NACFE: Fuel Efficiency Up 15% From 2009 to 2018

Truckers fill up at a Pilot Flying J in Shepherdsville, Ky. NACFE says it has proved at its semi-annual Run on Less event that significant fuel-economy improvement can still be made. (John Sommers II for Transport Topics)

[Stay on top of transportation news: Get TTNews in your inbox.]

The average fleetwide fuel economy of trucks that participated in the North American Council for Freight Efficiency’s annual study increased 15% from 6.27 miles per gallon in 2009 to 7.27 mpg in 2018. On a year-over-year basis, the fuel economy of trucks increased .5%, from 7.23 mpg in 2017. NACFE released the results of its report Jan. 6.

NACFE worked with 21 North American fleets that operate Class 8 tractor-trailers, including day cabs and sleepers, in regional and longhaul operations to compile the study.

“Of course, we want it to be more than that, but it’s a pretty substantial increase year-over-year of the whole population of trucks in these fleets,” NACFE Executive Director Mike Roeth told Transport Topics. “We’re continuing to get better fuel-economy trucks, and that’s good.”



Roeth said that while he’s pleased with the gains fleets are making, there is room for more improvement. But he says the strides are being hampered somewhat by increased speed. NACFE uses 65 mph as the threshold for its report, and the 2018 document showed that the number of fleets setting that limit as the top speed declined to 76% from an industry high of 94% in 2016.

Technology & Maintenance Council Executive Director Robert Braswell told TT that as truck engines have improved, the so-called sweet spot, the speed at which they perform at optimum levels, has increased to the mid-60 mph range.



“That sweet spot has migrated to a higher speed. There are a lot of factors going on,” he said. “Does it eventually catch up with you? Yeah, I think so. Because whenever you get to that sweet spot, and you’re going over it, you’re going faster. You’re sacrificing fuel economy.”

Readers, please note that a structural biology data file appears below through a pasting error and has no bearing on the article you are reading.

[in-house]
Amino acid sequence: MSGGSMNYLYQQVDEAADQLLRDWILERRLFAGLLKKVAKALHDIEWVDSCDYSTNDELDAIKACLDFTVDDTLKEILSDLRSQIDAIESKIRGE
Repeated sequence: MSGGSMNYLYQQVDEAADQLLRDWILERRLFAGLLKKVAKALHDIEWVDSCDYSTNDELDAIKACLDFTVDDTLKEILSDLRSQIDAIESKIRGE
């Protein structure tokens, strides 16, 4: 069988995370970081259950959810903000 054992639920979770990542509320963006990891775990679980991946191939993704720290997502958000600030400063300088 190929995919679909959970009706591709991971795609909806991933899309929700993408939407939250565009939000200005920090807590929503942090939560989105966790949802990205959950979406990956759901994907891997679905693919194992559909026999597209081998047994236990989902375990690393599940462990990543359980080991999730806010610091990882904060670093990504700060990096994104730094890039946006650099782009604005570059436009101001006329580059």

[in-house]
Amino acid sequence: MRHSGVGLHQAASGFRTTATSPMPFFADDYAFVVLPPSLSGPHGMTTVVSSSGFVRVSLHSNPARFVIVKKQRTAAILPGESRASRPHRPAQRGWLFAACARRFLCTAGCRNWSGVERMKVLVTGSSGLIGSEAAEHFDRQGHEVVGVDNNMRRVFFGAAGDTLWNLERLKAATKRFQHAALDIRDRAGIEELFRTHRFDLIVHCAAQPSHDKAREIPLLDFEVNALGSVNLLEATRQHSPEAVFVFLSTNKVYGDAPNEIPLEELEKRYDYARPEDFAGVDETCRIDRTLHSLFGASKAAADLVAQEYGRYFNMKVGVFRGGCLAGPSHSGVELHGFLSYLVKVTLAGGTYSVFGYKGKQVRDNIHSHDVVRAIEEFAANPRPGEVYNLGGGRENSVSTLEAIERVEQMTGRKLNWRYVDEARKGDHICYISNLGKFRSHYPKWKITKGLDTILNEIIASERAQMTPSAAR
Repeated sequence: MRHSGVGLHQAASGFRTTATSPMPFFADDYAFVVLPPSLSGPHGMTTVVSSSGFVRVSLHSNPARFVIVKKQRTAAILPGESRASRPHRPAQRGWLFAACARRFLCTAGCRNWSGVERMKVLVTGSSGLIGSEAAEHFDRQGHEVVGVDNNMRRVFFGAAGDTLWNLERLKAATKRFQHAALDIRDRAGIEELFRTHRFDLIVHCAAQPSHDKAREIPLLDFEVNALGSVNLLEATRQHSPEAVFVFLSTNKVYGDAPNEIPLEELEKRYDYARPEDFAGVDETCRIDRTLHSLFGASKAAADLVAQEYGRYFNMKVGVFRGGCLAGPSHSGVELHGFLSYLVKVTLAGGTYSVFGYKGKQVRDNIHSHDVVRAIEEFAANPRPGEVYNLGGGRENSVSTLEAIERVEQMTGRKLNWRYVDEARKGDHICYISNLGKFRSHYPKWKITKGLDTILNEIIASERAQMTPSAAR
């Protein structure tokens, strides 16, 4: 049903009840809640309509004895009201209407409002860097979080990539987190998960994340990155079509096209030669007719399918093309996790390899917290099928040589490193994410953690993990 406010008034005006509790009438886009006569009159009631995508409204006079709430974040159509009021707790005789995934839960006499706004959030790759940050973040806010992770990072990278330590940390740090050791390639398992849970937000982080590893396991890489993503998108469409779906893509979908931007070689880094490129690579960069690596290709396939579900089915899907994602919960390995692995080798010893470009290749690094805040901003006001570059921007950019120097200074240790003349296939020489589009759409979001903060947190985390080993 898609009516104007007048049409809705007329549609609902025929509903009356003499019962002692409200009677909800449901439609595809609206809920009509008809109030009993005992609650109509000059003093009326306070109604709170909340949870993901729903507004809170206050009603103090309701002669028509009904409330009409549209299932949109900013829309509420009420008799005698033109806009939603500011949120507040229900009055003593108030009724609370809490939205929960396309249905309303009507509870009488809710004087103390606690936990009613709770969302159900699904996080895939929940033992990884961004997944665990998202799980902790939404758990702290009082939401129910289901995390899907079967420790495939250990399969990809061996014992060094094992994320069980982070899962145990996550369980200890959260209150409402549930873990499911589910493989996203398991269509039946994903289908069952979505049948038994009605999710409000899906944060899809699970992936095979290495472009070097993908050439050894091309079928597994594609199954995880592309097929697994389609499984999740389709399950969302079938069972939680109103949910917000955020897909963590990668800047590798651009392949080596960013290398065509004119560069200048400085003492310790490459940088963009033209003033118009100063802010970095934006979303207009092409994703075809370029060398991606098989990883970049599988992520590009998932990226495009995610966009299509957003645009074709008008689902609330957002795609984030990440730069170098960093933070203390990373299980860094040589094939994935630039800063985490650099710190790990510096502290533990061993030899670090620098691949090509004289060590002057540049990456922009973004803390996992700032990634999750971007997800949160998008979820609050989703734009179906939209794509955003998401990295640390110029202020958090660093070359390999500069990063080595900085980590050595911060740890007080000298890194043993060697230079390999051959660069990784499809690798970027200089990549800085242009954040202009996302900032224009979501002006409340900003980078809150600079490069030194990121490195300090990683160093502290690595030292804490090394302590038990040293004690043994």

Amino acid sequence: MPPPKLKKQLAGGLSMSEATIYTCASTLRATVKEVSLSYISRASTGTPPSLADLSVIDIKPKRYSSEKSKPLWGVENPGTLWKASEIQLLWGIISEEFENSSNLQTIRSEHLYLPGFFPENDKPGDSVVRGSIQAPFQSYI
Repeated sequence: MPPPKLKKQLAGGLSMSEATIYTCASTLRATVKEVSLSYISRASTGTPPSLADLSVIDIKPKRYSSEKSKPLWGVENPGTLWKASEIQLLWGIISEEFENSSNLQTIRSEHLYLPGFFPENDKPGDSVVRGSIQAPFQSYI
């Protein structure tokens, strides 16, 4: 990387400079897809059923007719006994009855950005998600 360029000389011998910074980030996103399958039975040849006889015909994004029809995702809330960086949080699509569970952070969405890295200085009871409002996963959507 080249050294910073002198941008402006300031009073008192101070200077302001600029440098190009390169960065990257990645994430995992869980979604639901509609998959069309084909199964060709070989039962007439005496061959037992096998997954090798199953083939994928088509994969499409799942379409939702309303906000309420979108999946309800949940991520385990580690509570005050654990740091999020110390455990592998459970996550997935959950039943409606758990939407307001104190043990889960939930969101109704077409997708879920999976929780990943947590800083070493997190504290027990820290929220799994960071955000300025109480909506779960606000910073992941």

Roeth said, “Some fleets are running faster than they used to. This new technology in the powertrain and the aerodynamics handles speed better. But there is still the science of, if you drive something this big through the air, faster, you’ll burn more fuel per mile.

“Not all fleets — and not all fleets in our study — increased their speed. So it’s kind of one step forward and a half a step back.”

Roeth says some of the factors increasing the speed of trucks include states that increased speed limits and the full implementation of electronic logging devices, which he believes puts more pressure on drivers to get to their destination on time.

“Drivers like driving faster,” he said.

The report said the price of fuel is another critical factor driving better fuel efficiency. The U.S. Department of Energy said the cost of diesel rose to $3.18 a gallon in 2018, when the study was taking place, from $2.65 a gallon in 2017. That’s an increase of 20%, or 53 cents in one year.


According to NACFE, the participating companies achieved the gains through the adoption of a variety of fuel-saving technologies. The group lists 85 technologies that qualify for inclusion, and carriers participating in the study used some or all of them, NACFE said. All of this equipment is commercially available; no prototypes or experimental technologies are included.

Fleet adoption of equipment to improve fuel efficiency increased from 17% in 2003 to 44% in 2018, the council said.

Technologies and techniques with the most significant jump in use in 2018 included:

  •  Predictive cruise control, 32% increase to 75.7% of fleets.
  •  Shifting to neutral, 29% increase to 70.1% of fleets.
  •  Low-rolling-resistance dual tires on tractors, 21% increase to 62% of fleets.
  •  Adding wheel covers to improve aerodynamics, 66% increase to 61.9% of fleets.

According to the report, some technologies are falling out of favor: • Real-time driver coaching to improve fuel economy, 12% decrease to 37.5% of fleets.

  •  Painting trucks a light color for less solar heat absorption, 18% decrease to 35.8% of fleets.
  •  Use of aluminum-wheel trailers, 30% decrease to 31.6% of fleets.
  •  Use of 2-speed/modulated cooling fan clutch, 10% decrease to 27.6% of fleets.

The cooling fans are located behind the radiator and draw cold air across the radiator and into the engine compartment, helping to reduce power consumption, according to the council.

NACFE says it has proved in its semi-annual Run on Less event that significant fuel-economy improvement still is to be made. The report noted with continued technological innovations being added to trucks, the average mpg could increase to between 8.3 and 10.1.

“In an ideal world, I think you can get to those kinds of numbers,” TMC Technical Director Jack Legler said. “It’s how fast you get something there, in the most economical fashion. It factors everything into it, labor, fuel. The bottom line is the bottom line.”

Want more news? Listen to today's daily briefing: